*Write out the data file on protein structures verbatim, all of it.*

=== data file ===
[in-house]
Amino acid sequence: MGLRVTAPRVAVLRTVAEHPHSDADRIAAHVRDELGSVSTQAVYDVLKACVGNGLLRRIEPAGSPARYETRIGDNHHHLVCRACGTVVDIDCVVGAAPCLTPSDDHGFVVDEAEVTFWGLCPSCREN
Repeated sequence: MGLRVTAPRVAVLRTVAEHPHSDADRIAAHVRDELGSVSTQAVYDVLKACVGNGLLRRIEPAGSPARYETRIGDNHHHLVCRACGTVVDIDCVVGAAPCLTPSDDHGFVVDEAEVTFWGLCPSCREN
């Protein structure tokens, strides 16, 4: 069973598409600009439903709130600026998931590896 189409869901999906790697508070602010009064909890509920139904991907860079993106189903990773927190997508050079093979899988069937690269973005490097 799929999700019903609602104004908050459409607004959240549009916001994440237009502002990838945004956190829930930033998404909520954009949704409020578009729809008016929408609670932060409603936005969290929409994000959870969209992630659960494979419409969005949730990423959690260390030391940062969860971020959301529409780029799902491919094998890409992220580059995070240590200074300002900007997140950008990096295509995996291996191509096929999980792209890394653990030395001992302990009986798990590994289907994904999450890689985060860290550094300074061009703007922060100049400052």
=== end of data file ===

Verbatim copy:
[in-house]
Amino acid sequence: MGLRVTAPRVAVLRTVAEHPHSDADRIAAHVRDELGSVSTQAVYDVLKACVGNGLLRRIEPAGSPARYETRIGDNHHHLVCRACGTVVDIDCVVGAAPCLTPSDDHGFVVDEAEVTFWGLCPSCREN
Repeated sequence: MGLRVTAPRVAVLRTVAEHPHSDADRIAAHVRDELGSVSTQAVYDVLKACVGNGLLRRIEPAGSPARYETRIGDNHHHLVCRACGTVVDIDCVVGAAPCLTPSDDHGFVVDEAEVTFWGLCPSCREN
């Protein structure tokens, strides 16, 4: 069973598409600009439903709130600026998931590896 189409869901999906790697508070602010009064909890509920139904991907860079993106189903990773927190997508050079093979899988069937690269973005490097 799929999700019903609602104004908050459409607004959240549009916001994440237009502002990838945004956190829930930033998404909520954009949704409020578009729809008016929408609670932060409603936005969290929409994000959870969209992630659960494979419409969005949730990423959690260390030391940062969860971020959301529409780029799902491919094998890409992220580059995070240590200074300002900007997140950008990096295509995996291996191509096929999980792209890394653990030395001992302990009986798990590994289907994904999450890689985060860290550094300074061009703007922060100049400052």